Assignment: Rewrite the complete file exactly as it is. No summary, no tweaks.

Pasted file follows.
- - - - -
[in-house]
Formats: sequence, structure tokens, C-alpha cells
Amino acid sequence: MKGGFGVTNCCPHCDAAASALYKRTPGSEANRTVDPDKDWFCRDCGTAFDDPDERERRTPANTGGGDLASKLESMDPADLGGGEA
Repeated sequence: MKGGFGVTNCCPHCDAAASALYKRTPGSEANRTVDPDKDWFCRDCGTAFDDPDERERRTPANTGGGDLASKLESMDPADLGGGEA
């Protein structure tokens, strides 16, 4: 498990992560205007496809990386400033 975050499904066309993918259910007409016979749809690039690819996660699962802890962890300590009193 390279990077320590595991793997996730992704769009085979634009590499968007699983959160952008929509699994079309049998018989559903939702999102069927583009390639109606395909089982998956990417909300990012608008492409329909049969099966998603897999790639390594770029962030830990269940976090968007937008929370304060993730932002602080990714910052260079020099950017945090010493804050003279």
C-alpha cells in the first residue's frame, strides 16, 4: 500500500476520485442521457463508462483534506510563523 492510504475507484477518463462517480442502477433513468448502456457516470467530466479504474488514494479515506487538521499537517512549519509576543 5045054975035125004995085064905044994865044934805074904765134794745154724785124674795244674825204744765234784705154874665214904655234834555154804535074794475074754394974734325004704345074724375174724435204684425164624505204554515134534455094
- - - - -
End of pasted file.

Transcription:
[in-house]
Formats: sequence, structure tokens, C-alpha cells
Amino acid sequence: MKGGFGVTNCCPHCDAAASALYKRTPGSEANRTVDPDKDWFCRDCGTAFDDPDERERRTPANTGGGDLASKLESMDPADLGGGEA
Repeated sequence: MKGGFGVTNCCPHCDAAASALYKRTPGSEANRTVDPDKDWFCRDCGTAFDDPDERERRTPANTGGGDLASKLESMDPADLGGGEA
């Protein structure tokens, strides 16, 4: 498990992560205007496809990386400033 975050499904066309993918259910007409016979749809690039690819996660699962802890962890300590009193 390279990077320590595991793997996730992704769009085979634009590499968007699983959160952008929509699994079309049998018989559903939702999102069927583009390639109606395909089982998956990417909300990012608008492409329909049969099966998603897999790639390594770029962030830990269940976090968007937008929370304060993730932002602080990714910052260079020099950017945090010493804050003279």
C-alpha cells in the first residue's frame, strides 16, 4: 500500500476520485442521457463508462483534506510563523 492510504475507484477518463462517480442502477433513468448502456457516470467530466479504474488514494479515506487538521499537517512549519509576543 5045054975035125004995085064905044994865044934805074904765134794745154724785124674795244674825204744765234784705154874665214904655234834555154804535074794475074754394974734325004704345074724375174724435204684425164624505204554515134534455094